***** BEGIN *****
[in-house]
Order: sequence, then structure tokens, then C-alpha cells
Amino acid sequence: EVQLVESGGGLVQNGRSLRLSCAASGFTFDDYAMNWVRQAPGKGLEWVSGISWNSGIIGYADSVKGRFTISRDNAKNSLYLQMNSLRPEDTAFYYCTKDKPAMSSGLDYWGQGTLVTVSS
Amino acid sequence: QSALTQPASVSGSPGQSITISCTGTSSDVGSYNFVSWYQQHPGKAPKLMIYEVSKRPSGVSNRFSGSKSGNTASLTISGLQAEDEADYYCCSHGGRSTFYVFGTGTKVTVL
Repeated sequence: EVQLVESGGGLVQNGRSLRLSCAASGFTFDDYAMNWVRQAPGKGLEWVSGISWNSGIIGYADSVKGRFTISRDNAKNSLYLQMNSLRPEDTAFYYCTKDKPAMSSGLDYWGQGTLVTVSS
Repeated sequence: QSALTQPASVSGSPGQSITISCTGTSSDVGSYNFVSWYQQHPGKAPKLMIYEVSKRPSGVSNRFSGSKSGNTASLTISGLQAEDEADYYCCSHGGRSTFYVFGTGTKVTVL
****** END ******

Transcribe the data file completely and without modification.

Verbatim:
[in-house]
Order: sequence, then structure tokens, then C-alpha cells
Amino acid sequence: EVQLVESGGGLVQNGRSLRLSCAASGFTFDDYAMNWVRQAPGKGLEWVSGISWNSGIIGYADSVKGRFTISRDNAKNSLYLQMNSLRPEDTAFYYCTKDKPAMSSGLDYWGQGTLVTVSS
Amino acid sequence: QSALTQPASVSGSPGQSITISCTGTSSDVGSYNFVSWYQQHPGKAPKLMIYEVSKRPSGVSNRFSGSKSGNTASLTISGLQAEDEADYYCCSHGGRSTFYVFGTGTKVTVL
Repeated sequence: EVQLVESGGGLVQNGRSLRLSCAASGFTFDDYAMNWVRQAPGKGLEWVSGISWNSGIIGYADSVKGRFTISRDNAKNSLYLQMNSLRPEDTAFYYCTKDKPAMSSGLDYWGQGTLVTVSS
Repeated sequence: QSALTQPASVSGSPGQSITISCTGTSSDVGSYNFVSWYQQHPGKAPKLMIYEVSKRPSGVSNRFSGSKSGNTASLTISGLQAEDEADYYCCSHGGRSTFYVFGTGTKVTVL